If Only People Treated Mental Health Problems Like Physical Issues


If it’s not visible, it does not mean the pain does not exist (Photo: iStock)
If it’s not visible, it does not mean the pain does not exist (Photo: iStock)

If Only People Treated Mental Health Problems Like Physical Issues

(Five out of ten leading causes of disability around the world are mental health issues. As part of a series of articles leading up to World Health Day on 7 April, The Quint is focusing on raising awareness and mobilising support)

How do you describe a mental health issue?

This question was asked by Bengaluru-based NIMHANS, one of India’s top psychiatric hospitals, to all families whose relatives were admitted for treatment in 2013.

7 out of 10 of them thought it was just a low-phase which people cannot snap out of.

Mental health is way more complicated than that. The stigma attached to it is no secret. NIMHANS found that less than 10% of their patients say their family and friends are compassionate towards them.

It’s a shameful statistic, given that one in eight adolescents in India will experience some kind of a mental health issue before they turn 18.

Dr Anjali Chhabria, one of Mumbai’s top psychiatrists, says, this is mainly because of a complete lack of empathy and knowledge about mental health issues. Even in the digital age, most people don’t understand that being diagnosed with a mental health illness is not something in their control or a death sentence – just like meeting with an accident, or getting cancer is out of your control.

In a bid to highlight the conversation around psychiatric illnesses, we have designed pictures to tell you how people react to physical problems they can see versus an internal problem of the mind.

Take a look:

1. Physical Illness



Tell your co-workers you’re feel dizzy and uncomfortable, they might rush you to the ER thinking it’s a heart attack! (Photo: Nikita Mishra/<b>The Quint)</b>
Tell your co-workers you’re feel dizzy and uncomfortable, they might rush you to the ER thinking it’s a heart attack! (Photo: Nikita Mishra/The Quint)

Mental Illness



But tell them you’re depressed and they will dismiss it as a classic case of Monday blues! (Photo: Nikita Mishra/<b>The Quint)</b>
But tell them you’re depressed and they will dismiss it as a classic case of Monday blues! (Photo: Nikita Mishra/The Quint)

2. Physical Illness



Your head hurts? Lucky for you! Tumours are covered in your insurance plan. (Photo: Nikita Mishra/<b>The Quint)</b>
Your head hurts? Lucky for you! Tumours are covered in your insurance plan. (Photo: Nikita Mishra/The Quint)

Mental Illness



But depression, bipolar disorder, schizophrenia and a host of other mental health issues are not. (Photo: Nikita Mishra/<b>The Quint)</b>
But depression, bipolar disorder, schizophrenia and a host of other mental health issues are not. (Photo: Nikita Mishra/The Quint)

3. Physical Illness



Because a physical problem is visible (Photo: Nikita Mishra/<b>The Quint)</b>
Because a physical problem is visible (Photo: Nikita Mishra/The Quint)

Mental Illness



Mental health patients report physical symptoms like muscle ache, joint pain, and stabbing sensations in the chest (Photo: Nikita Mishra/<b>The Quint)</b><b><br></b>
Mental health patients report physical symptoms like muscle ache, joint pain, and stabbing sensations in the chest (Photo: Nikita Mishra/The Quint)

Also Read: Attention Please! ADHD Is Not Just For Kids, Grown Ups Get It Too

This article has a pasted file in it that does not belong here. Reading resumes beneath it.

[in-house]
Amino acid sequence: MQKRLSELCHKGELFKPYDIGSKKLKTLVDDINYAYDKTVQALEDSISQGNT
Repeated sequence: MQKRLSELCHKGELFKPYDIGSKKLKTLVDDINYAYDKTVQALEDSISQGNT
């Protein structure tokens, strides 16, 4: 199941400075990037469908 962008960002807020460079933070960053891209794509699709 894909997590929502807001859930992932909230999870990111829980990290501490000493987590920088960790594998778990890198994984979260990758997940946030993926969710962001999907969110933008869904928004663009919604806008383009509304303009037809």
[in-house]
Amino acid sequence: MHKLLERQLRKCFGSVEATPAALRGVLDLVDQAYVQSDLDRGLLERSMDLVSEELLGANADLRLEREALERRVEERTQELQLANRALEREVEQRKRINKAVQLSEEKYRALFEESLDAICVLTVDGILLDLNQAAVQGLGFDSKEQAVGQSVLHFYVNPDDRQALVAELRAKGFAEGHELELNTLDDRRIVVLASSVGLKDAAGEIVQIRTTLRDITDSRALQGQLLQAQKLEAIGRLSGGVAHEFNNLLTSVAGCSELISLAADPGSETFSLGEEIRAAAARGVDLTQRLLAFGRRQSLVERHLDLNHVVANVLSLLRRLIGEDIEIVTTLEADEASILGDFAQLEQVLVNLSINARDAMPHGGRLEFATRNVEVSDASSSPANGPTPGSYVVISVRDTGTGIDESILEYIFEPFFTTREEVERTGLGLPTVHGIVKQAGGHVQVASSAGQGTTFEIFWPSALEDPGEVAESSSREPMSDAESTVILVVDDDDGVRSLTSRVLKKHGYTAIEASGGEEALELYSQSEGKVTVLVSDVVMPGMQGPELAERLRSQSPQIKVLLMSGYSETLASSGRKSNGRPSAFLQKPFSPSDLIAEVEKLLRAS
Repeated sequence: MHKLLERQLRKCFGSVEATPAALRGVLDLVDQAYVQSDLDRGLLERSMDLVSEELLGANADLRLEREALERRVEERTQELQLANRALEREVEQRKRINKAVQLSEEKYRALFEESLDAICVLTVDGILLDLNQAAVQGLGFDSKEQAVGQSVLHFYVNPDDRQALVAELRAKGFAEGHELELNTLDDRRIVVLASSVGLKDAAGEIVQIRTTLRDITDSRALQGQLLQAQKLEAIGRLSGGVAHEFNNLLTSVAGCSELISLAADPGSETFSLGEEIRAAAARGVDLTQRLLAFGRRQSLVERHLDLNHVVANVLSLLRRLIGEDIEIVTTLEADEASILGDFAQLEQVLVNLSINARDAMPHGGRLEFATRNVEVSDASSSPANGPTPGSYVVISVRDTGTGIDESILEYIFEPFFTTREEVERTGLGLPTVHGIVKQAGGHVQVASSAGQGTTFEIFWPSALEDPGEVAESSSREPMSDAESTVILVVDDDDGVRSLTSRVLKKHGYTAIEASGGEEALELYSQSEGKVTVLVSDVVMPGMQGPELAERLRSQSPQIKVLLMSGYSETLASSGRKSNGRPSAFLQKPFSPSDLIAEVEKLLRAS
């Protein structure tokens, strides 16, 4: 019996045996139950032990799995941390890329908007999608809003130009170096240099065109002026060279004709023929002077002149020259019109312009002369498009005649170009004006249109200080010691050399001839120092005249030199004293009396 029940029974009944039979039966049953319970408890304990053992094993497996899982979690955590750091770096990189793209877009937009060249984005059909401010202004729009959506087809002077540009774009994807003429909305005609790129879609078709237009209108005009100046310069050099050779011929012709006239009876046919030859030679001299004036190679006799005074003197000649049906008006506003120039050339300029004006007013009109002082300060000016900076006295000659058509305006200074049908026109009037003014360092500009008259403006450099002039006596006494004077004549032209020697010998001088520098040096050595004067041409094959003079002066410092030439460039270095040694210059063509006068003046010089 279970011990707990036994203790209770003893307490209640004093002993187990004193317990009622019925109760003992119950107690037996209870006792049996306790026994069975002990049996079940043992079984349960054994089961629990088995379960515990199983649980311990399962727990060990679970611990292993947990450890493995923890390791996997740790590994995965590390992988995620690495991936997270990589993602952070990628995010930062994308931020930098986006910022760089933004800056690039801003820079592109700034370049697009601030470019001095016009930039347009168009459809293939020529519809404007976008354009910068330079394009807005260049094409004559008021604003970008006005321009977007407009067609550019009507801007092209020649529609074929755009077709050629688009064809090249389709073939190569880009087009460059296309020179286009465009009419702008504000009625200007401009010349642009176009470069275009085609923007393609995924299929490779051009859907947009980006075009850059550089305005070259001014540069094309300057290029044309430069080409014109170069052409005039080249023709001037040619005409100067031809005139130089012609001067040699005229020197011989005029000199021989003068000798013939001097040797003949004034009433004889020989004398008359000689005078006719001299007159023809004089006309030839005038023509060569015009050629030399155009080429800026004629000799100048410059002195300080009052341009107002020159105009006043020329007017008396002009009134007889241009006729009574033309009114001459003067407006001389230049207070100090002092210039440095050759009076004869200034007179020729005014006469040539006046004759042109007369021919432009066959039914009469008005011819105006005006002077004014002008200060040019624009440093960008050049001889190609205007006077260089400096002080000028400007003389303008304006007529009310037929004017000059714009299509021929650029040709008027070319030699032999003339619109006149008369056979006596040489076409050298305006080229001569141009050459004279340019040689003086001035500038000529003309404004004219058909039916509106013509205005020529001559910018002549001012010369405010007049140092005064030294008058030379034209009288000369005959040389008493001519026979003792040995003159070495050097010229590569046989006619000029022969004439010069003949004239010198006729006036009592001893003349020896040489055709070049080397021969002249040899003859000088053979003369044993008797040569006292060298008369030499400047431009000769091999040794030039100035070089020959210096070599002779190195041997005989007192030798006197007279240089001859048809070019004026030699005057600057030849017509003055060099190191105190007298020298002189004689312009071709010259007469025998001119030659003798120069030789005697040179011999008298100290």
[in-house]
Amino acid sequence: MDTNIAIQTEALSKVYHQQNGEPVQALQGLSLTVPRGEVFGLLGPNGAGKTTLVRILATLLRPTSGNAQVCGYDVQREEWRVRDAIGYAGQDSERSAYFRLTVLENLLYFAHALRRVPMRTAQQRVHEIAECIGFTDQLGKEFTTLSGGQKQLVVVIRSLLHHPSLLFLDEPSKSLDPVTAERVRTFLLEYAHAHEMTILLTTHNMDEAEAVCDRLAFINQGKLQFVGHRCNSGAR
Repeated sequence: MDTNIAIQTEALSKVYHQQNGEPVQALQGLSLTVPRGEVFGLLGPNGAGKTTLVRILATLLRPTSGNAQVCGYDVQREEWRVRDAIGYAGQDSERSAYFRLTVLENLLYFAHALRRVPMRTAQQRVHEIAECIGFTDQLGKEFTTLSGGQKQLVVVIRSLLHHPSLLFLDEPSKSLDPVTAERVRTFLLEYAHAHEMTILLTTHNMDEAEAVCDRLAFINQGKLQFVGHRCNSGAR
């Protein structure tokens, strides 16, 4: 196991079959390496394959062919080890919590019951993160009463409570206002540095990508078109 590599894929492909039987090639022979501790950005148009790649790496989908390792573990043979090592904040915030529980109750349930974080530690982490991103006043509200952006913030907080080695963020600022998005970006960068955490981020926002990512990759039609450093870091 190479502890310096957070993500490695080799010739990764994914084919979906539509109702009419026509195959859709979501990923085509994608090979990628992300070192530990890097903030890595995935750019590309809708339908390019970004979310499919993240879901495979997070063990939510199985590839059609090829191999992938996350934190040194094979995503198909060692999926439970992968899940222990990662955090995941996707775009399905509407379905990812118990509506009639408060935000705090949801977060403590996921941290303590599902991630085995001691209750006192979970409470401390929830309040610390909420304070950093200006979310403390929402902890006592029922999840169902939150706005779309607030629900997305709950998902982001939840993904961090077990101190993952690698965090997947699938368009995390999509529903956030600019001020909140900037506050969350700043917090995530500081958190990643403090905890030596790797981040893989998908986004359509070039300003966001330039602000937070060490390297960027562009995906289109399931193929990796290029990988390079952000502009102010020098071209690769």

4. Physical Illness



Because a long day at work is a legitimate excuse to miss a social gathering (Photo: Nikita Mishra/<b>The Quint)</b>
Because a long day at work is a legitimate excuse to miss a social gathering (Photo: Nikita Mishra/The Quint)


But anxiety and depression aren’t. In the course of your mental illness, some “friends” might ditch you and that is OK (Photo: Nikita Mishra/The Quint)
But anxiety and depression aren’t. In the course of your mental illness, some “friends” might ditch you and that is OK (Photo: Nikita Mishra/The Quint)

Also Read: Grow Up and Never Say These 6 Things To a Person With Bipolar

5. Physical Illness



But just like food poisoning gets better with antibiotics – mental health too might require a medical intervention (Photo: Nikita Mishra/<b>The Quint)</b>
But just like food poisoning gets better with antibiotics – mental health too might require a medical intervention (Photo: Nikita Mishra/The Quint)

Mental Illness



Counselling alone does not always help. Don’t fret, you will gradually wane out of these medicines and feel alright on your own (Photo: Nikita Mishra/<b>The Quint)</b>
Counselling alone does not always help. Don’t fret, you will gradually wane out of these medicines and feel alright on your own (Photo: Nikita Mishra/The Quint)

If you have a mental health problem, know that you are not alone.

These issues are so diverse and everyone experiences them differently. The way we talk about it can have a major impact on someone’s emotional health. Be kind, be empathetic.

If you want to talk about your mental health issue to a counsellor, call the helpline number 18602662345, it’s toll-free and managed by the Vandrevala Foundation, one of India’s most reputed NGOs for psychiatric ailments.

If you have a friend who is visibly anxious or depressed make them seek medical help. As a start, these helpline numbers will lend a ear to those in distress. (Photo: Nikita Mishra/<b>The Quint</b>)
If you have a friend who is visibly anxious or depressed make them seek medical help. As a start, these helpline numbers will lend a ear to those in distress. (Photo: Nikita Mishra/The Quint)

(This article was first published on 10 October 2016. It is being reposted from The Quint’s archives to mark World Health Day on 7 April 2017.)

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Also Read: Why the Movies Suck at Depicting Schizophrenia and Its Struggles

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